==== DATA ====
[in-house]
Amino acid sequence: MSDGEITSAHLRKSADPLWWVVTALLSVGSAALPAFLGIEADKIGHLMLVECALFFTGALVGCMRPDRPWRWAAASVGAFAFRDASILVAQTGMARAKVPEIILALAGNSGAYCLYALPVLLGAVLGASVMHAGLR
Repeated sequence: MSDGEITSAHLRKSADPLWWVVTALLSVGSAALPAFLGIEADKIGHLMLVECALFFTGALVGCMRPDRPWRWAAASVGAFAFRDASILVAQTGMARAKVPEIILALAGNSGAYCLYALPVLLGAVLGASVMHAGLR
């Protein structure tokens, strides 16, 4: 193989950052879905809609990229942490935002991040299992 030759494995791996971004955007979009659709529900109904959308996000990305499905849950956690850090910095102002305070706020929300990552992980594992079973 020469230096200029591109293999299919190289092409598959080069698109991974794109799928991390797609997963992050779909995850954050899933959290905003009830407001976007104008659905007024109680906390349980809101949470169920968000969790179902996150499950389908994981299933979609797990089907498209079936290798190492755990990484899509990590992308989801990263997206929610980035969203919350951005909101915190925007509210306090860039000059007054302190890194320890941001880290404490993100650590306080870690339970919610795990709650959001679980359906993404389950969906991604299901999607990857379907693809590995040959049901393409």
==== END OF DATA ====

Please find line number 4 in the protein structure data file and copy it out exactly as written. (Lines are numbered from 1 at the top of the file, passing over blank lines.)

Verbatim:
């Protein structure tokens, strides 16, 4: 193989950052879905809609990229942490935002991040299992 030759494995791996971004955007979009659709529900109904959308996000990305499905849950956690850090910095102002305070706020929300990552992980594992079973 020469230096200029591109293999299919190289092409598959080069698109991974794109799928991390797609997963992050779909995850954050899933959290905003009830407001976007104008659905007024109680906390349980809101949470169920968000969790179902996150499950389908994981299933979609797990089907498209079936290798190492755990990484899509990590992308989801990263997206929610980035969203919350951005909101915190925007509210306090860039000059007054302190890194320890941001880290404490993100650590306080870690339970919610795990709650959001679980359906993404389950969906991604299901999607990857379907693809590995040959049901393409």